Kuwait's lower court on Wednesday sentenced a Saudi man to five years in jail for insulting the emir on Twitter, a human rights activist said.
The court passed the sentence on Abdulaziz al-Mutairi in absentia, as his whereabouts are currently unknown, the director of the Kuwait Society for Human Rights, Mohammad al-Humaidi, told AFP.
The court also ruled that Mutairi should be deported after completing his jail term, Humaidi added.
Under Kuwaiti law, Mutairi can challenge the ruling immediately after he presents himself and the lower court is obliged to review his case.
Even if the sentence is upheld, he can still challenge the ruling in the appeal and supreme courts.
Mutairi is the latest in a series of tweeters and former-opposition MPs to receive jail terms or stand trial for insulting the emir.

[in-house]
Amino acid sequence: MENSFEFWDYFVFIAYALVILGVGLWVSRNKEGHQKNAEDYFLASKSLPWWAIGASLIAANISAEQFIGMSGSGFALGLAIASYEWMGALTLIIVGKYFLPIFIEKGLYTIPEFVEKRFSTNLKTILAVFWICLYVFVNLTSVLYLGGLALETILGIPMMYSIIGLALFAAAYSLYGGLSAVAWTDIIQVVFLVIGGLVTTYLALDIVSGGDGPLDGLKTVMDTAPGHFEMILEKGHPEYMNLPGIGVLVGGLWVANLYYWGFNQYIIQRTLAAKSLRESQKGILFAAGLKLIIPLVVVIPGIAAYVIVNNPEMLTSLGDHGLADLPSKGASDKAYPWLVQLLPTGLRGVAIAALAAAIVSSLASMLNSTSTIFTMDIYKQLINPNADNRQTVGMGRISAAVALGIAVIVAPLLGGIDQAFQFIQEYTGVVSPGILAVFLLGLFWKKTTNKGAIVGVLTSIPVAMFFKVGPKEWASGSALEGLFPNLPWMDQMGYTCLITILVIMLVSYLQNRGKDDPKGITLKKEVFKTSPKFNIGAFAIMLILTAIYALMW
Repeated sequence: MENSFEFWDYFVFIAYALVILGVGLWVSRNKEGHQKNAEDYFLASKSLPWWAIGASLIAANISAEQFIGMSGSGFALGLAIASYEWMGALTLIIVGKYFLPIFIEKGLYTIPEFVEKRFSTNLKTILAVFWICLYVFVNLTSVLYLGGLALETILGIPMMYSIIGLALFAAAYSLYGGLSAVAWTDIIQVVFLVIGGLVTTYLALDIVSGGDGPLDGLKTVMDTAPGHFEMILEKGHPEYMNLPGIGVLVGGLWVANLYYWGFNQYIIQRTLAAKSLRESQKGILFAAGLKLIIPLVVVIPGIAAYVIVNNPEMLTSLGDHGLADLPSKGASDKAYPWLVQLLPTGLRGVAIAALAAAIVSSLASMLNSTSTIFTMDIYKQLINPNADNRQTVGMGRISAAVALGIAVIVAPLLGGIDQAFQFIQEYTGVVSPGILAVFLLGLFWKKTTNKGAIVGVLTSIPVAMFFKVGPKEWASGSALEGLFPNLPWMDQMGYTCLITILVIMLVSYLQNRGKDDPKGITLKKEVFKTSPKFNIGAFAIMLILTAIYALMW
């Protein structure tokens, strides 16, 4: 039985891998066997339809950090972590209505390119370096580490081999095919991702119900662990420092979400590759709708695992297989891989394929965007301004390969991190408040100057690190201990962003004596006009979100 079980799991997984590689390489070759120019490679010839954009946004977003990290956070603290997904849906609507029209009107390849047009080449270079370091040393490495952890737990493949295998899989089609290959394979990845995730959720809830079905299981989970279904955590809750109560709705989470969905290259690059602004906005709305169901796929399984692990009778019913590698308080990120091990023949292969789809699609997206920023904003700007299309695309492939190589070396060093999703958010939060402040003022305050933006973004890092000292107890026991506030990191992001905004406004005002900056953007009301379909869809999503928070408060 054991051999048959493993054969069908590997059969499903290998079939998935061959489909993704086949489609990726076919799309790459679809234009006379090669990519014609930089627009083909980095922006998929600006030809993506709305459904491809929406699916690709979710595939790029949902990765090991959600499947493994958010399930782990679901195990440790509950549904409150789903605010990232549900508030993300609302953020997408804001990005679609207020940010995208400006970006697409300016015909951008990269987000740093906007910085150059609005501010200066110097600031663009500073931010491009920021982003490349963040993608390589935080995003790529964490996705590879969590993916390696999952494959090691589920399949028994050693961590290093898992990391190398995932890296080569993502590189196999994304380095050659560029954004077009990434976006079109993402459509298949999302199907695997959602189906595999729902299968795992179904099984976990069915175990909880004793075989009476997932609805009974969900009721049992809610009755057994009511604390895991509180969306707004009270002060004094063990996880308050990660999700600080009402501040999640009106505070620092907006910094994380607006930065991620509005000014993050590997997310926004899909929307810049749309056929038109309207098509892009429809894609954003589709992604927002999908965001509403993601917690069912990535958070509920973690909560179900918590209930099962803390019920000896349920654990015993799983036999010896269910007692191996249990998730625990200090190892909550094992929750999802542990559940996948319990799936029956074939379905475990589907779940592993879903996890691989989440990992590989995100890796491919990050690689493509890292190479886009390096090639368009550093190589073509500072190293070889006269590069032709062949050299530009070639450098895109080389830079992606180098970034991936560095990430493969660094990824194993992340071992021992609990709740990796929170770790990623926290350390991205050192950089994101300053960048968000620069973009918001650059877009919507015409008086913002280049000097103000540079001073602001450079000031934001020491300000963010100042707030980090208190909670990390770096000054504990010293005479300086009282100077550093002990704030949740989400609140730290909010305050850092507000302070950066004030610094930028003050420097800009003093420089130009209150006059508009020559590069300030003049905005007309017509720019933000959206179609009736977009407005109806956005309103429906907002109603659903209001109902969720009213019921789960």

Over the past few months, Kuwaiti courts have given prison sentences to several opposition activists and former MPs for remarks deemed insulting to the emir, Sheikh Sabah al-Ahmad al-Sabah.
Last month, Kuwait's lower court sentenced opposition leader and former MP Mussallam al-Barrak to five years in prison for comments he made at a public rally in October deemed offensive to the emir.
The ruling sparked street protests by opposition activists, and international human rights groups widely condemned the move.
Criticising the emir in Kuwait is considered a state security offence and carries a maximum jail sentence of five years.
Kuwait has seen many opposition-led demonstrations against changes to the electoral law, which opposition groups say allowed the government to influence election results and elect a rubber-stamp assembly.